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The Fed transforms itself to direct the economy

The Federal Reserve is undergoing an overhaul. Conceived to keep inflation in check and oversee the country's money supply, the central bank is now essentially directing the economy and moving away from worries about rising prices.

What we're hearing: The move to act less quickly and forcefully to tamp down on inflation has been in the works for years, but some economists fear that the Fed is moving too far from its original mandate.


  • It would be "a significant shift because the new strategy I would interpret as one that tries to deliberately engineer higher rates of inflation instead of just tolerate them should they come about," Peter Ireland, an economics professor at Boston College and member of the Shadow Open Market Committee, tells Axios.
  • "I would worry if I were on the FOMC that the Fed is just trying to do too much fine tuning. ... And that by trying to do too much the Fed does risk making mistakes like it did in the past."

Between the lines: There are other concerns with the Fed's new stance.

  • "Free market enterprise no longer exists," Scott Minerd, CIO of Guggenheim Partners, tells Axios. "The Fed by essence of what it's doing has taken control of the market."

Why it matters: "The definition of market prices is whatever the Fed says it will be," says Minerd, a member of the New York Fed's Investor Advisory Committee on Financial Markets.

  • "As long as the Fed continues to manipulate the cost of credit in the manner that it's doing, which it has never done in its history, then you have to adjust your view of the investment paradigm that we're living in."

The big picture: Keeping a lid on inflation historically has been the Fed's primary objective, but with growth and inflation readings undershooting 2% for more than a decade despite near-zero interest rates in the U.S. and developed markets around the world, things look to be changing.

What it means: That change may not only mean lower rates for longer but also more room for stimulative policies like quantitative easing (QE), which was previously an emergency program that has become a standard part of the Fed's tool kit.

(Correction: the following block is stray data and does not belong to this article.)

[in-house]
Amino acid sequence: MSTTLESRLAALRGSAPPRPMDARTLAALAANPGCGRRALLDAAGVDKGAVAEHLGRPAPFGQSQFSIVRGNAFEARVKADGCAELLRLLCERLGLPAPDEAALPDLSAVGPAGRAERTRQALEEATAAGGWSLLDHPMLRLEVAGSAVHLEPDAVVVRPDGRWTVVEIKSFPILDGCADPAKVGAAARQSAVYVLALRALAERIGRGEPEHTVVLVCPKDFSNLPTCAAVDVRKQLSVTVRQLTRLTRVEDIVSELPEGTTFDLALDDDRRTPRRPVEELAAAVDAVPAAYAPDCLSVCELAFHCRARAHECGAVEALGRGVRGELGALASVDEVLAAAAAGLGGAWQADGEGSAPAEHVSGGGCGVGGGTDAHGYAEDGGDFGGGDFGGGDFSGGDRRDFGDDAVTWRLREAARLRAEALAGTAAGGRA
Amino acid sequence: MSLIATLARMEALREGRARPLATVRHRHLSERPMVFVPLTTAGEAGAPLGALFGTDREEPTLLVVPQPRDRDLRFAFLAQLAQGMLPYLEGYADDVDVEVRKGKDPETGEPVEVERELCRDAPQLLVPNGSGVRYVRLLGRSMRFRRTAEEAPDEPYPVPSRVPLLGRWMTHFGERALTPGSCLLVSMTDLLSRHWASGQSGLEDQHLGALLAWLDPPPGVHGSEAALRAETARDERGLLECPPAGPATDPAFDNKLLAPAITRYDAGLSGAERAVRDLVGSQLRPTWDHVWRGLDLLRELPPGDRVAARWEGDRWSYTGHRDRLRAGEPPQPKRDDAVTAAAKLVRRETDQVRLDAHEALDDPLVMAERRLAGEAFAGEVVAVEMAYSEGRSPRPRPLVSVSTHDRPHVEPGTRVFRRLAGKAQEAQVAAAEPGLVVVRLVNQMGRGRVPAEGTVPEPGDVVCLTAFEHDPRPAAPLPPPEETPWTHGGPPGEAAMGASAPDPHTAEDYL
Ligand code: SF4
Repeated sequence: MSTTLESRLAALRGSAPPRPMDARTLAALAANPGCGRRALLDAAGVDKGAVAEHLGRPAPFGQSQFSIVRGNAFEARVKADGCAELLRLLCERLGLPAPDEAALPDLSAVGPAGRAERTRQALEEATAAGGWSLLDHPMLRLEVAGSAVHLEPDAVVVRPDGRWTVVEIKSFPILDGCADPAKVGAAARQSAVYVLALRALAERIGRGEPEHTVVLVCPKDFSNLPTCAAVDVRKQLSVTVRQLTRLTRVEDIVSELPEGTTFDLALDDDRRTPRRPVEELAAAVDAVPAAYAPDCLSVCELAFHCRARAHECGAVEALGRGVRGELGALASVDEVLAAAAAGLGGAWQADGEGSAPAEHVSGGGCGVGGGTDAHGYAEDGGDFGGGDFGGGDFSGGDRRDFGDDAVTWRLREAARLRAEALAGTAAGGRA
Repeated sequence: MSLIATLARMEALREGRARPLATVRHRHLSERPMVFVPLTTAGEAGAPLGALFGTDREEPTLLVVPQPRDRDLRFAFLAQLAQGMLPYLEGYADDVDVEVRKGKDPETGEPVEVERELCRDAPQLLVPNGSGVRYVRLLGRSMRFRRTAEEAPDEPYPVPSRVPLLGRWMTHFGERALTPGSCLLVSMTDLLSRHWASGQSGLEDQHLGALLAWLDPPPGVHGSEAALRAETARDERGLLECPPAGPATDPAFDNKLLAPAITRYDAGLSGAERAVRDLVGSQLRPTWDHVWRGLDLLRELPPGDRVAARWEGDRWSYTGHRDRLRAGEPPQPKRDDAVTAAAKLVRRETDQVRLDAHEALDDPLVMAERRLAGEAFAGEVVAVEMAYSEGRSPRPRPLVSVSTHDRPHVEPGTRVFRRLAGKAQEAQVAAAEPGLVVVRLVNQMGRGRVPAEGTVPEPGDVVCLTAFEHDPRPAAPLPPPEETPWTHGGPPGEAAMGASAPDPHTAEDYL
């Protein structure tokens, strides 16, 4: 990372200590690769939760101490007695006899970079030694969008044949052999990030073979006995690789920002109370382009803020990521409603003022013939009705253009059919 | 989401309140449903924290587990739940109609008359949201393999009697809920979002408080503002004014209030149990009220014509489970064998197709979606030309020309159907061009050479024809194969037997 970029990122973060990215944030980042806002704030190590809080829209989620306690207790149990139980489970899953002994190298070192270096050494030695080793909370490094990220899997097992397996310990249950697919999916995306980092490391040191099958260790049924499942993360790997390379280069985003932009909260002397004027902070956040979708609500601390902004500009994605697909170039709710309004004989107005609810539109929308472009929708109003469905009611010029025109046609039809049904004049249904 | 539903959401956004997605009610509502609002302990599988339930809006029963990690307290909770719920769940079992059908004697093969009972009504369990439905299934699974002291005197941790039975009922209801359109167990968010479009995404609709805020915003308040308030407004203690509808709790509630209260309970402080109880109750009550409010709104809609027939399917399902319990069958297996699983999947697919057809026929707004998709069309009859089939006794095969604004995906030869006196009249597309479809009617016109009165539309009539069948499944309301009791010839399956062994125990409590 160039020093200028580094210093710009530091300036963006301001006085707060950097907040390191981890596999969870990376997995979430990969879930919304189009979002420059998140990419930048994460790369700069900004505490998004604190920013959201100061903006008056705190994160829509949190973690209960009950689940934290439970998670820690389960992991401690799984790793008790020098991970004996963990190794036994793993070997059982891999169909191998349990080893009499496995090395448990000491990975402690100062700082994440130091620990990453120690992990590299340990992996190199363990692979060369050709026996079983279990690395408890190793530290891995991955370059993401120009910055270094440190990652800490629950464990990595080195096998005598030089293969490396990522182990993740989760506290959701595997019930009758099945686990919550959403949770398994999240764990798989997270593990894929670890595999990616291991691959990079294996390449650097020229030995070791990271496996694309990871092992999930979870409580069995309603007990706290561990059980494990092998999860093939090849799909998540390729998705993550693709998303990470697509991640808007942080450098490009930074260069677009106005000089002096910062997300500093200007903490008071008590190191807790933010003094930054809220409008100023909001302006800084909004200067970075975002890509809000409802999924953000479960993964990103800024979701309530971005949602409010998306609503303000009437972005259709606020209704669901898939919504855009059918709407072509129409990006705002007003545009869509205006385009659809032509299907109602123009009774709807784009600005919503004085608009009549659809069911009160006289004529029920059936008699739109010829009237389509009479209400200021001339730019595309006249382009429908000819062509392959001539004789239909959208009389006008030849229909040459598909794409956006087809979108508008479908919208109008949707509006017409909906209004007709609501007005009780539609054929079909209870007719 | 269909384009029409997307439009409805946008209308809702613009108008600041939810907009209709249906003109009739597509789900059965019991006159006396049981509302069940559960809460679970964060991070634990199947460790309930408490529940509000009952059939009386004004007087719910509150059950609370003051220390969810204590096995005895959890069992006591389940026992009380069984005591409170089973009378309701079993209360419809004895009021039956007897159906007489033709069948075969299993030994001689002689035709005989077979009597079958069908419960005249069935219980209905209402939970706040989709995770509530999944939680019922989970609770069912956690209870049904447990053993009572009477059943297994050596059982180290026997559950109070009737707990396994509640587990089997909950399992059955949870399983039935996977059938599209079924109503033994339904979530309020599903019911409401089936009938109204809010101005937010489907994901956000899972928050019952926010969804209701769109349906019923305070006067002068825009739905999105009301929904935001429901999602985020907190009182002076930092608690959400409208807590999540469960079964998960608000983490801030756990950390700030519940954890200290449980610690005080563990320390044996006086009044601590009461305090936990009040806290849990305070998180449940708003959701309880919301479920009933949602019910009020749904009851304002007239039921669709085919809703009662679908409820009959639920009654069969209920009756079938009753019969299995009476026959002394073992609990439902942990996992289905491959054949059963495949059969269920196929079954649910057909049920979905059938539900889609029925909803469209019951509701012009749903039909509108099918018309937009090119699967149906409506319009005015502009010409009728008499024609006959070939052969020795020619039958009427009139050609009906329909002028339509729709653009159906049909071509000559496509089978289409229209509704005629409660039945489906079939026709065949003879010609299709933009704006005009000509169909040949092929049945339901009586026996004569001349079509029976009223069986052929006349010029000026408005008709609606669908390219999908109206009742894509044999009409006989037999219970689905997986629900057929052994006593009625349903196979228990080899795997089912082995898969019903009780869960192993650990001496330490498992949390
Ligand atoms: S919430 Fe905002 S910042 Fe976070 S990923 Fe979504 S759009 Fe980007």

• There's also long-term potential for its new special purpose vehicles that buy corporate bonds and lend money directly to businesses as mechanisms for holding up larger chunks of the economy.

The intrigue: The idea that the Fed is controlling or setting prices in financial markets was once the fodder of conspiracy theorists and cranks.

  • But since the Fed's unprecedented intervention into credit markets in late March, it has become a general understanding stated openly by economists and asset managers, including those at high-profile investment firms like Deutsche Bank and Bank of America.
Data: Federal Reserve; Chart: Axios Visuals

Yes, but: Not all of the Fed's new programs have worked as planned. After significant delays, its $600 billion Main Street Lending Program has provided less than one-tenth of 1% of its allotted funding to needy small businesses even as the Paycheck Protection program has whiffed and business closures have spiked.

Be smart: Compare that to the trillions it has used on QE and the billions it has purchased in debt from some of the country's largest companies using a backstop of taxpayer money and it's no wonder politicians and economists have called the Main Street program a "failure" and an "unmitigated disaster."

On the other side: The Fed's efforts to support large companies have helped spawn a "buy-anything market" in which even negatively correlated assets have risen together since the start of the third quarter.

  • "That creates a bit of a potential political problem for the Fed," Julia Coronado, president and founder of MacroPolicy Perspectives, tells Axios.
  • "It doesn’t feel right to people on the street, on Main Street. ... That’s one reason why the Fed is underscoring the need for fiscal [stimulus]."

The push for Congress to approve fiscal spending measures could become another political problem for the central bank, warns Boston College's Ireland, who previously served as an economist at the Richmond Fed.

  • "I do get the feeling that they’ve been more aggressive in their commentary on fiscal policy and more generally on non-monetary policy issues."
  • "In an environment where they should be concerned about preserving Fed independence, they should be conscious of the fact that in turn they stick to talking about what they’re supposed to do."

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